When Life throws you curve balls.
**Some people think that I am bonkers**. At 35 years of age, it just isn’t normal to have no career. But here I am.
It hasn’t always been this way. I have vivid memories of being a very smart student at school. I was always good at mathematics and tended to top the class on most occassions. I graduated high school with A’s and my heart set on being a doctor. The first year or so of university was difficult. After completing a bachelors degree in Physiology I applied for Med school.
Like any university, the competition for Medicine is tough. But I hadn’t the worry in the world. I knew I had the grades to put me in the top 5% of applicants. I did the extraciricular activities: charity work, leadership roles, work experience. All I had to pass was an interview from a panel of doctors and lecturers. To me that seemed to be a cinch. I was good at talking, and good at giving people the answers they wanted.
I still have images of my dad telling me to prepare for the interview. But I didn’t.
I failed that interview miserably.
It was a shock. It was my first big failure in life. And the consequences were far reaching. I didn’t have a plan B (another thing my dad advised me to think about). I didn’t really know what to do. I went back to university. I studied business, pharmacy, quantity surveying and recently science (again) and software engineering. I worked at the bank, at a consulting company, I managed restaurants and cafes, and now I’m a barista. I did a bit of travelling around Europe (22 countries) and I did a lot of thinking, analysing and reflecting.
It was over this reflective period of my life (4 years, I think), that I gradually came to terms with the idea that sometimes we have to choose. For example; You can choose to be a jet fighter pilot, but you cannot choose to be an astronaut at the same time. It’s just too time consuming and difficult. Not to mention it’s absurdly unrealistic!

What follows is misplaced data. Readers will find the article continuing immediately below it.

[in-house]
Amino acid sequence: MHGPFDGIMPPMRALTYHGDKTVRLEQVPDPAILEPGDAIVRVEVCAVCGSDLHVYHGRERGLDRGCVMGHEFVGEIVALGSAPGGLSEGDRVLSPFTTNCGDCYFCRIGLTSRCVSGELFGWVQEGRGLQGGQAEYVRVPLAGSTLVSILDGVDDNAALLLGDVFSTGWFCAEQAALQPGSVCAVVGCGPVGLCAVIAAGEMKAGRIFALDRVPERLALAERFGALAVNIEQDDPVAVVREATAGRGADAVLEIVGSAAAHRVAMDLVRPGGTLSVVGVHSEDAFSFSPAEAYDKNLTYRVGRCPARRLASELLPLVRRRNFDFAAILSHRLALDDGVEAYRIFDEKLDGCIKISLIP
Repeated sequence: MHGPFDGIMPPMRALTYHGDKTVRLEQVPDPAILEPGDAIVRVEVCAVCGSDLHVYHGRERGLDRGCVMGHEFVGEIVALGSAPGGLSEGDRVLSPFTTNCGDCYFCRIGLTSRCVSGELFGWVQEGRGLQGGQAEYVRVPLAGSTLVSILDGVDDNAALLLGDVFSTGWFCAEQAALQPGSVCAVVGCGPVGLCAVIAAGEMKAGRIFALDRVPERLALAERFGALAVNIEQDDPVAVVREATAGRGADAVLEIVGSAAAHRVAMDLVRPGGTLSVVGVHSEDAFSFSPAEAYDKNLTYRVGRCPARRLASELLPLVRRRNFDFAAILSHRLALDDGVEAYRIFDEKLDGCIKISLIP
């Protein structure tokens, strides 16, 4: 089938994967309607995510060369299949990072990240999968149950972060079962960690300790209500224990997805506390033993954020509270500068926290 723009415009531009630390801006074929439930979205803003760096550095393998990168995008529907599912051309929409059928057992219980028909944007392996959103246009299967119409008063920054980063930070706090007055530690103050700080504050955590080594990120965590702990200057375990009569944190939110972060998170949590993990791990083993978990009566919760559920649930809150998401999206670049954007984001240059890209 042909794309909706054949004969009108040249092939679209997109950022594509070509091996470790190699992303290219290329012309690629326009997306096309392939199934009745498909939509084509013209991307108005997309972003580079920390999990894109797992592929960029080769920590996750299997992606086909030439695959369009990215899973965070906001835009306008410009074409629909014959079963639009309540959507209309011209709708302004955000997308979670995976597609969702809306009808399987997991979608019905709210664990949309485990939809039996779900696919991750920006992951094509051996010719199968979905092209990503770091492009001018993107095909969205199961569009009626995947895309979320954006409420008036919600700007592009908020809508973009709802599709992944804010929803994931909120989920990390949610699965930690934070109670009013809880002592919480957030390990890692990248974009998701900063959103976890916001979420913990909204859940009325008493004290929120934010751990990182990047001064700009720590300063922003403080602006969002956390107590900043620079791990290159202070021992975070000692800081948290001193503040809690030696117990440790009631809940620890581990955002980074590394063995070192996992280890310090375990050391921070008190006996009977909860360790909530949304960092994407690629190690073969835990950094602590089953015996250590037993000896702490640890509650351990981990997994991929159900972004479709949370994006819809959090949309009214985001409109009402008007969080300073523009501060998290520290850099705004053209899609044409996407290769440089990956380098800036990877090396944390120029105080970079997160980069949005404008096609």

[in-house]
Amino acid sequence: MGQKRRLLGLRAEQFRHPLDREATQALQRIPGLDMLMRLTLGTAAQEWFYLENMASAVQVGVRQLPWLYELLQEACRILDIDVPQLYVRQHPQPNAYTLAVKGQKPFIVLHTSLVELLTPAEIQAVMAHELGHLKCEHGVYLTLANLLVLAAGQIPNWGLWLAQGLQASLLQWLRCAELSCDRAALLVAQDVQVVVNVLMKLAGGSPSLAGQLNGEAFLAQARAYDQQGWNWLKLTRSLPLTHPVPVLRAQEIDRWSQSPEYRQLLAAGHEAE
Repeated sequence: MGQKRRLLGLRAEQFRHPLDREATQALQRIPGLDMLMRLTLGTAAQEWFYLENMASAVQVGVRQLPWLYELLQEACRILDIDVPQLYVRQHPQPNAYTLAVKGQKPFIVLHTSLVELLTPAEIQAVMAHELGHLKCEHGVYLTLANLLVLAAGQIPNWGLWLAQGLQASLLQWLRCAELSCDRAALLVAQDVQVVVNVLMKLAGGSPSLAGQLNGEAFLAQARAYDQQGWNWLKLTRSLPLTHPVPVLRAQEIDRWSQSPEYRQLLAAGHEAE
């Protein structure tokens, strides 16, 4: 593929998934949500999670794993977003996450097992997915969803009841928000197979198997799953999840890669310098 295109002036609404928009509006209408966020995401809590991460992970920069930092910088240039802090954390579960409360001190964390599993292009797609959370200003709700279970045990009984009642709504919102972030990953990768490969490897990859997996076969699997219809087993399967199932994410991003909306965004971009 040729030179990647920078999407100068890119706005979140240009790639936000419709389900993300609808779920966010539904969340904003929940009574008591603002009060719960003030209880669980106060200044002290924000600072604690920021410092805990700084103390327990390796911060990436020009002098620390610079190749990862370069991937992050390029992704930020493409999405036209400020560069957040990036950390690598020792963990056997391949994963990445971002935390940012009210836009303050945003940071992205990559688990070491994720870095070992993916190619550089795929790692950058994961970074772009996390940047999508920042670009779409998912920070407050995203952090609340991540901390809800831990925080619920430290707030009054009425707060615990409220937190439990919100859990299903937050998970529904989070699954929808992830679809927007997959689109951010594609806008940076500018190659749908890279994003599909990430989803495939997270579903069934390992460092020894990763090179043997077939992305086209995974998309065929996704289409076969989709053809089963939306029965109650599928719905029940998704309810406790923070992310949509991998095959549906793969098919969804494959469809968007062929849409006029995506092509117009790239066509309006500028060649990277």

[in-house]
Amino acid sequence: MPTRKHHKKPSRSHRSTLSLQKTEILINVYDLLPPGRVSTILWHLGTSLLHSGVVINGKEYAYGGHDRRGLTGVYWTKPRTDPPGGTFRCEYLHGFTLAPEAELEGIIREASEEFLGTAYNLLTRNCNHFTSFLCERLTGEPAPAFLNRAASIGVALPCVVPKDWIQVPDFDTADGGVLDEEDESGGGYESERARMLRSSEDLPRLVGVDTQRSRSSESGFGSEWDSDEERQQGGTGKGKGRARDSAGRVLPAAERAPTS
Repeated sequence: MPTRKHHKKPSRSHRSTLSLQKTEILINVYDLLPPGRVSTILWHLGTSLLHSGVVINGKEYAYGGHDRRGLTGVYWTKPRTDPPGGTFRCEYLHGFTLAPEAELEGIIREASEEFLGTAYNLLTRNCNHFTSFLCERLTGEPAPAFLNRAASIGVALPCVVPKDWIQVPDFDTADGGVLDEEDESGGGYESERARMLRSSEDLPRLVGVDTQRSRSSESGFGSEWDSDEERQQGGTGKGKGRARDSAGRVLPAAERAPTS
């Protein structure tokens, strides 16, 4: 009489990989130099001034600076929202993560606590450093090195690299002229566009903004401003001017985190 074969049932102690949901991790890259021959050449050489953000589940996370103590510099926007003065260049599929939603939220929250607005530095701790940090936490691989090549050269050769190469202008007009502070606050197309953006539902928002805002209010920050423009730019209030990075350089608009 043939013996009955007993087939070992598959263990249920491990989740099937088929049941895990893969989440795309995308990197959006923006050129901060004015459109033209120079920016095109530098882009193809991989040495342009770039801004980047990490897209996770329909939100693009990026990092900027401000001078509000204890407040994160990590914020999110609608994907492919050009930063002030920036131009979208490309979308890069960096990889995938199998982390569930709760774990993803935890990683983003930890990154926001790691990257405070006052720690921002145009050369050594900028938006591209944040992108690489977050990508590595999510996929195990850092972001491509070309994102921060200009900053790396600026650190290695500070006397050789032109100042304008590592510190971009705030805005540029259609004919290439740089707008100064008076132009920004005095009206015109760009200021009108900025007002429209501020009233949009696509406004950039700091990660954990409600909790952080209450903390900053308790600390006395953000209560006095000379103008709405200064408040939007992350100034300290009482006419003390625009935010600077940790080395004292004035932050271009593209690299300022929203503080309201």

My passions seemed to be in health, education and helping people. I wanted to make stuff that made life easier and healthier for people. So I chose to start a company. But I also chose to study software engineering as a backup.
Every year I wrote up my Goals. Basically, the same ones.
- Start a company
- Get high distinctions at university
At first it was perfect. Study, work and pursuing my dream of a startup seemed to go together well. I had bought into this idealised world of Silicon Valley. The Stanford University computer science student who starts the next Google in their spare time.
But as the study workload increased I started to run out of time. So the startup got pushed to the side line, assigned to the holiday period.
I went through the process of writing up the same Goals for 4 years. Each time, convincing myself that this year would be different.
It wasn’t. It was always the same. No startup!
It was at this point when I decided to step aside and analyse my life and lifestyle as an impartial observer. I asked the big questions. Actually, I just asked ‘why’? Many, many, many times. I wanted to get to the route of the problem.
Here are the lessons I learned:
- Starting a company is hard. Really hard. It takes commitment, time and Grit. (Ted Talk on GRIT by Angela Lee Duckworth). So I quit University.
- There is more to Goal setting than a few words on paper (but its a good start). There are whole theories based on it. So I learnt about using behaviour specific goals.
- I’m smart, but not as smart as a student from Stanford or Harvard University. I lack many of the skill sets or character traits that come stock standard for a student there. So I’m going to learn them (add links to relevant posts), quickly.
- Looking back at your failures and reflecting in an objective manner is – an important – a vital tool. It’s ok to feel bad as long as you pick yourself back up. Writing them out on paper as ‘lessons learned’ usually helps me feel better.
I started by devising a set of guiding principles (add link to my post) or virtues to follow. They help guide most of the tough decisions I have to make.